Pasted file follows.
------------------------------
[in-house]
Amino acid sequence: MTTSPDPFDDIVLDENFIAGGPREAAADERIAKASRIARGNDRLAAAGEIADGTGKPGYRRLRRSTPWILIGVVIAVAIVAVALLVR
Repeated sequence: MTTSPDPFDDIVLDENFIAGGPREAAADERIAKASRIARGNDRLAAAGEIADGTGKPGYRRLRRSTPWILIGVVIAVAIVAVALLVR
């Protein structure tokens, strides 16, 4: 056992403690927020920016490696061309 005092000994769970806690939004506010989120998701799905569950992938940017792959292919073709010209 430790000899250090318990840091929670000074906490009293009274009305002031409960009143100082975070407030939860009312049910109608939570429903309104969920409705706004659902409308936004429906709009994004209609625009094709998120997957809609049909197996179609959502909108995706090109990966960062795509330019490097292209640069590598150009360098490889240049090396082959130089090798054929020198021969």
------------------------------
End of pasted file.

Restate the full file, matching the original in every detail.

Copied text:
[in-house]
Amino acid sequence: MTTSPDPFDDIVLDENFIAGGPREAAADERIAKASRIARGNDRLAAAGEIADGTGKPGYRRLRRSTPWILIGVVIAVAIVAVALLVR
Repeated sequence: MTTSPDPFDDIVLDENFIAGGPREAAADERIAKASRIARGNDRLAAAGEIADGTGKPGYRRLRRSTPWILIGVVIAVAIVAVALLVR
């Protein structure tokens, strides 16, 4: 056992403690927020920016490696061309 005092000994769970806690939004506010989120998701799905569950992938940017792959292919073709010209 430790000899250090318990840091929670000074906490009293009274009305002031409960009143100082975070407030939860009312049910109608939570429903309104969920409705706004659902409308936004429906709009994004209609625009094709998120997957809609049909197996179609959502909108995706090109990966960062795509330019490097292209640069590598150009360098490889240049090396082959130089090798054929020198021969």